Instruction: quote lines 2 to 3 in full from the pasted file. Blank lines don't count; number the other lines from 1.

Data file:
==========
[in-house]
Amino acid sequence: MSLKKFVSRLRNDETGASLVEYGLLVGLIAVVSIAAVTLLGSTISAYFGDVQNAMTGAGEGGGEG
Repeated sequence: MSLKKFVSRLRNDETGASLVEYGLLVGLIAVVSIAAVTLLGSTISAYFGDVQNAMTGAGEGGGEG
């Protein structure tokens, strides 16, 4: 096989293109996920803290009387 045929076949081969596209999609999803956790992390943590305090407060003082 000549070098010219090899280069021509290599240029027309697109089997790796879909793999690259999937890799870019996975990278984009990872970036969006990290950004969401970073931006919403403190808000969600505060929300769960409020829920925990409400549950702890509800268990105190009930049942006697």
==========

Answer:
Amino acid sequence: MSLKKFVSRLRNDETGASLVEYGLLVGLIAVVSIAAVTLLGSTISAYFGDVQNAMTGAGEGGGEG
Repeated sequence: MSLKKFVSRLRNDETGASLVEYGLLVGLIAVVSIAAVTLLGSTISAYFGDVQNAMTGAGEGGGEG